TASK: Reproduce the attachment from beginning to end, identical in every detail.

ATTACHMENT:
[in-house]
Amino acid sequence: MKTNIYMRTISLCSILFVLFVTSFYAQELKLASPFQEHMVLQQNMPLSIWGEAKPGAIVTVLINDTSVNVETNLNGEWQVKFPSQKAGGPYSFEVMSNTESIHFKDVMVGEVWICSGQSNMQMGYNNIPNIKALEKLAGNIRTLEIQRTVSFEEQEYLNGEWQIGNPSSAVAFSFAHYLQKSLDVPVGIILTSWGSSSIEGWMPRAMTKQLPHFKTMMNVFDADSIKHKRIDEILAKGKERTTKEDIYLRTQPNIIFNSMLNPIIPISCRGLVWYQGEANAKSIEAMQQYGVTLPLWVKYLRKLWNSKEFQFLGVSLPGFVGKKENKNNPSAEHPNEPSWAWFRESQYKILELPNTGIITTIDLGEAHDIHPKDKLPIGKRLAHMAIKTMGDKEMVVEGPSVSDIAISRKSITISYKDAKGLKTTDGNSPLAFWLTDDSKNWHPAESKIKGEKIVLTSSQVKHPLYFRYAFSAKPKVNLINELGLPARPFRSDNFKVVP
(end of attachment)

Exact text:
[in-house]
Amino acid sequence: MKTNIYMRTISLCSILFVLFVTSFYAQELKLASPFQEHMVLQQNMPLSIWGEAKPGAIVTVLINDTSVNVETNLNGEWQVKFPSQKAGGPYSFEVMSNTESIHFKDVMVGEVWICSGQSNMQMGYNNIPNIKALEKLAGNIRTLEIQRTVSFEEQEYLNGEWQIGNPSSAVAFSFAHYLQKSLDVPVGIILTSWGSSSIEGWMPRAMTKQLPHFKTMMNVFDADSIKHKRIDEILAKGKERTTKEDIYLRTQPNIIFNSMLNPIIPISCRGLVWYQGEANAKSIEAMQQYGVTLPLWVKYLRKLWNSKEFQFLGVSLPGFVGKKENKNNPSAEHPNEPSWAWFRESQYKILELPNTGIITTIDLGEAHDIHPKDKLPIGKRLAHMAIKTMGDKEMVVEGPSVSDIAISRKSITISYKDAKGLKTTDGNSPLAFWLTDDSKNWHPAESKIKGEKIVLTSSQVKHPLYFRYAFSAKPKVNLINELGLPARPFRSDNFKVVP